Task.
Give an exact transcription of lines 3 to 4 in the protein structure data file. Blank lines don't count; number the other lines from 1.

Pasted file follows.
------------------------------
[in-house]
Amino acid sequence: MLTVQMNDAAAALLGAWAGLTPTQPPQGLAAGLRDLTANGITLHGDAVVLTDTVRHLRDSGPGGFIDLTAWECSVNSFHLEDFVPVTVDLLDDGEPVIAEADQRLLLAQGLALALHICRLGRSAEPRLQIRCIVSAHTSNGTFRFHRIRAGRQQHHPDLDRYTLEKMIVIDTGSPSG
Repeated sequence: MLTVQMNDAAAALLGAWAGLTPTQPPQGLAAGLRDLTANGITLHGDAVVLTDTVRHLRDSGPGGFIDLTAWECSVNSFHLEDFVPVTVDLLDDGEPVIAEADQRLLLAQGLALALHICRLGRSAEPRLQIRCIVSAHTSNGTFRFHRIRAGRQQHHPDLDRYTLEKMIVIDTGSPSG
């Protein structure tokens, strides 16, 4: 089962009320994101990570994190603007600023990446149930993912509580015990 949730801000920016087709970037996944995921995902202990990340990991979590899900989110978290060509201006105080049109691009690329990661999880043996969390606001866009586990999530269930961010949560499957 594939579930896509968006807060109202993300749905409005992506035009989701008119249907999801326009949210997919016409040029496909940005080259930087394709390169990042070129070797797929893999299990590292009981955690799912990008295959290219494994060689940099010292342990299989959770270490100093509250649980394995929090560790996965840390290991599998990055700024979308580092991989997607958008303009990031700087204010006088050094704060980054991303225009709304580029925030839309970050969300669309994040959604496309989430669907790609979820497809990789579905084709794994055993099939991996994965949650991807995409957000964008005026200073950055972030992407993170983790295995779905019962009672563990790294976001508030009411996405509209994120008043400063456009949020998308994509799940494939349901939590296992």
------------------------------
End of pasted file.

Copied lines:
Repeated sequence: MLTVQMNDAAAALLGAWAGLTPTQPPQGLAAGLRDLTANGITLHGDAVVLTDTVRHLRDSGPGGFIDLTAWECSVNSFHLEDFVPVTVDLLDDGEPVIAEADQRLLLAQGLALALHICRLGRSAEPRLQIRCIVSAHTSNGTFRFHRIRAGRQQHHPDLDRYTLEKMIVIDTGSPSG
């Protein structure tokens, strides 16, 4: 089962009320994101990570994190603007600023990446149930993912509580015990 949730801000920016087709970037996944995921995902202990990340990991979590899900989110978290060509201006105080049109691009690329990661999880043996969390606001866009586990999530269930961010949560499957 594939579930896509968006807060109202993300749905409005992506035009989701008119249907999801326009949210997919016409040029496909940005080259930087394709390169990042070129070797797929893999299990590292009981955690799912990008295959290219494994060689940099010292342990299989959770270490100093509250649980394995929090560790996965840390290991599998990055700024979308580092991989997607958008303009990031700087204010006088050094704060980054991303225009709304580029925030839309970050969300669309994040959604496309989430669907790609979820497809990789579905084709794994055993099939991996994965949650991807995409957000964008005026200073950055972030992407993170983790295995779905019962009672563990790294976001508030009411996405509209994120008043400063456009949020998308994509799940494939349901939590296992």